WORKER’S COMPENSATION CLAIMS AND THIRD-PARTYLIABILITY LAWSUITS IN ILLINOIS
Every year, thousands of Illinois workers suffer injuries which are serious enough to justify the filing of a formal worker’s compensation claim before the Worker’s Compensation Commission. For some of these injured workers, fault for their injuries rests not with themselves, their employer, or a co-worker, but upon some other person or entity. When that is the case, the injured worker can file a liability lawsuit against the at-fault party and seek additional damages for lost wages, medical expenses, pain and suffering, disability, and disfigurement. The difficult part for many injured workers is fully understanding the relationship between the worker’s compensation cases and the liability lawsuit.
As a starting point, worker’s compensation claims are brought by the injured employee against his employer. It is a no-fault system, meaning that between the injured worker and the employer, it does not matter who is to blame for the injury. The injured worker is entitled to three main benefits in most cases:
- Payment of temporary total disability (TTD) while the injured worker is unable to work, in the amount of two-thirds of his average weekly wage;
- Payment of medical expenses related to the injury; and
- A lump sum for permanency associated with the injury.
In return for receiving the worker’s compensation benefits, the injured worker cannot file a liability lawsuit against his employer or a co-worker for his work-related injury. However, the amount of the benefits that he can receive are usually relatively limited.
There are a number of different ways in which an injured worker may suffer injuries which would justify filing a liability lawsuit against someone who is not his employer:
- Construction accidents – for example where the worker is injured as a result of the unsafe work practices of another contractor on the job site;
- Unsafe premises/slip and fall accidents – for example, where a truck driver slips on a hazardous substance while making a delivery to a customer’s property or where an office worker is injured by a hazardous condition on the common elements of his or her office building;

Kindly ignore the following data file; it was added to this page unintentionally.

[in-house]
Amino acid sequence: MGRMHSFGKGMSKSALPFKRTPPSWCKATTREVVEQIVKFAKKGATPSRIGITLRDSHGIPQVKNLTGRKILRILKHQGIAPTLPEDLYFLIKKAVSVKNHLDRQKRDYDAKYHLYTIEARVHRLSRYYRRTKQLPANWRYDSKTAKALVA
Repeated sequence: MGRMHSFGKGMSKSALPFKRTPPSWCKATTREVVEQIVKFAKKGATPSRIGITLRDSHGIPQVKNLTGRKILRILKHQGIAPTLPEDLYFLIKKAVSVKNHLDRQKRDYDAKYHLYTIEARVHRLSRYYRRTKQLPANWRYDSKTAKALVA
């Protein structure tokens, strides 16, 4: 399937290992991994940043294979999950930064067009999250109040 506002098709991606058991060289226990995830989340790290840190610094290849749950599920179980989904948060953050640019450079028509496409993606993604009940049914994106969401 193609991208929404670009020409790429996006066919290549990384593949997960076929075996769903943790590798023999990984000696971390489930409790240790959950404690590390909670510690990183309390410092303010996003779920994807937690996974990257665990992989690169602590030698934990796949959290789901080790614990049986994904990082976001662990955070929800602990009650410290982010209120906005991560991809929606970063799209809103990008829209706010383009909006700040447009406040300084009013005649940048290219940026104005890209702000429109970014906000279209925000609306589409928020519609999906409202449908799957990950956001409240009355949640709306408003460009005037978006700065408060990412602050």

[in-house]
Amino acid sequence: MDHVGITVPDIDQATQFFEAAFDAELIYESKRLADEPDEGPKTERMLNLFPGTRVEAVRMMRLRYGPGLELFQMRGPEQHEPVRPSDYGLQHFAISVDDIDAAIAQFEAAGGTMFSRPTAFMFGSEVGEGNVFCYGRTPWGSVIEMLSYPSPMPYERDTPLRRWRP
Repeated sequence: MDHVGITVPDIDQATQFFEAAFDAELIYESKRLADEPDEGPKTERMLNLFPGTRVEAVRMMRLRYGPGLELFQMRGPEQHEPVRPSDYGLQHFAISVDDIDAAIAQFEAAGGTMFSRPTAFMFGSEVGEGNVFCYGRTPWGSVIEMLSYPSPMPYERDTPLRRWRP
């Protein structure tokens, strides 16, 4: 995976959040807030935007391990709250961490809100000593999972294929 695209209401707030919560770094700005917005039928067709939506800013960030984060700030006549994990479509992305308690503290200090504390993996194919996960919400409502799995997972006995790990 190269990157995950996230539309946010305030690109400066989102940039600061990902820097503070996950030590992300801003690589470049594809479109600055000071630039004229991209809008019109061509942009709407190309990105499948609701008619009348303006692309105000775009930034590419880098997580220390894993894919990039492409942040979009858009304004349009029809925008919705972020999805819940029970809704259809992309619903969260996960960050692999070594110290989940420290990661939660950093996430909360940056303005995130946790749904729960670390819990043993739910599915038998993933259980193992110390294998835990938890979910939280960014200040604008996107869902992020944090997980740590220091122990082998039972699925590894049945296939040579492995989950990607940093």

- Motor vehicle collisions – during any kind of automobile accident while the injured worker is on the job; or
- Products liability – for example, when a worker is injured by a dangerous piece of industrial machinery such as a punch press or a nail gun.
When the worker files a liability lawsuit against someone besides his employer for his work-related injury, he can recover the full range of damages he suffered. This includes damages for lost wages (at 100% of his lost earnings), medical expenses, pain and suffering, disability, and disfigurement. However, to recover in a liability lawsuit, the injured worker must show that the defendant was negligent in causing the injury. The defendant, in turn, may blame the injured worker for his own injuries. This is referred to as contributory negligence, and in Illinois, the recovery of the plaintiff is reduced in accordance with the percentage of fault attributed to him; i.e., if the plaintiff is found by a jury to be 20% at fault, his damages are reduced by 20%. This is true all the way up to the point where the injured worker is found 50% at fault. If the worker is more then 50% at fault, he recovers nothing.
You should recognize that the things that can be recovered in the worker’s compensation case and in the liability lawsuit are either the same or very similar. However, the injured worker does not get to keep all of what is recovered in both cases. The employer of the injured worker has a right to be reimbursed, or a lien, on the settlement the injured worker gets in his liability lawsuit. After all, from the employer’s perspective, it was not their fault either that the injured worker got hurt on the job, and making the at-fault party pay the damages places the financial responsibility for the injury on the person who bears the blame for the accident.
A skilled personal injury attorney can help maximize your total net recovery from the two cases by helping negotiate settlements which maximizes the payout by the at-fault party, which minimizes the amount which must be reimbursed to satisfy the employer’s lien on the settlement. Having the advice of an experienced personal injury can make a significant difference in your bottom line when your case is over.
The relationship between the worker’s compensation claim and the liability lawsuit can be very complex. When you are hurt on the job and suffer injuries which are serious enough to justify both a worker’s compensation claim and a liability lawsuit, it is strongly recommended that you hire an experienced Chicago personal injury lawyer or other Illinois personal injury attorney.